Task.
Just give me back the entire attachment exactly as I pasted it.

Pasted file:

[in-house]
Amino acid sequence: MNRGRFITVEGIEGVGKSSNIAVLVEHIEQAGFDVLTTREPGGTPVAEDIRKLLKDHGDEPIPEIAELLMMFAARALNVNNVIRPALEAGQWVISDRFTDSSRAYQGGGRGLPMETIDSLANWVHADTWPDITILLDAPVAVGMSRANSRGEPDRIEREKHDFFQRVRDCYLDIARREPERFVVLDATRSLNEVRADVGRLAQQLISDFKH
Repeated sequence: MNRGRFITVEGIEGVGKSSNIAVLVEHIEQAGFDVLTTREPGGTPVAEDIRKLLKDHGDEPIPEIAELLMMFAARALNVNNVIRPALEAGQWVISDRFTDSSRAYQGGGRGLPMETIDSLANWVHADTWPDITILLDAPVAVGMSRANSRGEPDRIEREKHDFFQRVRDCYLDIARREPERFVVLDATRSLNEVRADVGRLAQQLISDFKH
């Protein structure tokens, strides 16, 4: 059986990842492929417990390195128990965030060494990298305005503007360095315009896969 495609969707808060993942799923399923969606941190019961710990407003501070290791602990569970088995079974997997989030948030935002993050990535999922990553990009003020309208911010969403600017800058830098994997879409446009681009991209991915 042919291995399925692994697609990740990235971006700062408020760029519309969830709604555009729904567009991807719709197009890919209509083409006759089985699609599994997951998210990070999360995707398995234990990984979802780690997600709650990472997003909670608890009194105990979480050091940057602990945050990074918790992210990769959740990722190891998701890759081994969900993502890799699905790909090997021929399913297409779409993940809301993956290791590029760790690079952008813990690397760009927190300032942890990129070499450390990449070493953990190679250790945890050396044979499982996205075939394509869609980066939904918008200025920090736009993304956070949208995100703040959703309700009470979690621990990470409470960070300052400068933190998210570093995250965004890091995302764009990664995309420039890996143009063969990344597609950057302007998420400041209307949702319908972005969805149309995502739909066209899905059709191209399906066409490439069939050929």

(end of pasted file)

[in-house]
Amino acid sequence: MNRGRFITVEGIEGVGKSSNIAVLVEHIEQAGFDVLTTREPGGTPVAEDIRKLLKDHGDEPIPEIAELLMMFAARALNVNNVIRPALEAGQWVISDRFTDSSRAYQGGGRGLPMETIDSLANWVHADTWPDITILLDAPVAVGMSRANSRGEPDRIEREKHDFFQRVRDCYLDIARREPERFVVLDATRSLNEVRADVGRLAQQLISDFKH
Repeated sequence: MNRGRFITVEGIEGVGKSSNIAVLVEHIEQAGFDVLTTREPGGTPVAEDIRKLLKDHGDEPIPEIAELLMMFAARALNVNNVIRPALEAGQWVISDRFTDSSRAYQGGGRGLPMETIDSLANWVHADTWPDITILLDAPVAVGMSRANSRGEPDRIEREKHDFFQRVRDCYLDIARREPERFVVLDATRSLNEVRADVGRLAQQLISDFKH
């Protein structure tokens, strides 16, 4: 059986990842492929417990390195128990965030060494990298305005503007360095315009896969 495609969707808060993942799923399923969606941190019961710990407003501070290791602990569970088995079974997997989030948030935002993050990535999922990553990009003020309208911010969403600017800058830098994997879409446009681009991209991915 042919291995399925692994697609990740990235971006700062408020760029519309969830709604555009729904567009991807719709197009890919209509083409006759089985699609599994997951998210990070999360995707398995234990990984979802780690997600709650990472997003909670608890009194105990979480050091940057602990945050990074918790992210990769959740990722190891998701890759081994969900993502890799699905790909090997021929399913297409779409993940809301993956290791590029760790690079952008813990690397760009927190300032942890990129070499450390990449070493953990190679250790945890050396044979499982996205075939394509869609980066939904918008200025920090736009993304956070949208995100703040959703309700009470979690621990990470409470960070300052400068933190998210570093995250965004890091995302764009990664995309420039890996143009063969990344597609950057302007998420400041209307949702319908972005969805149309995502739909066209899905059709191209399906066409490439069939050929």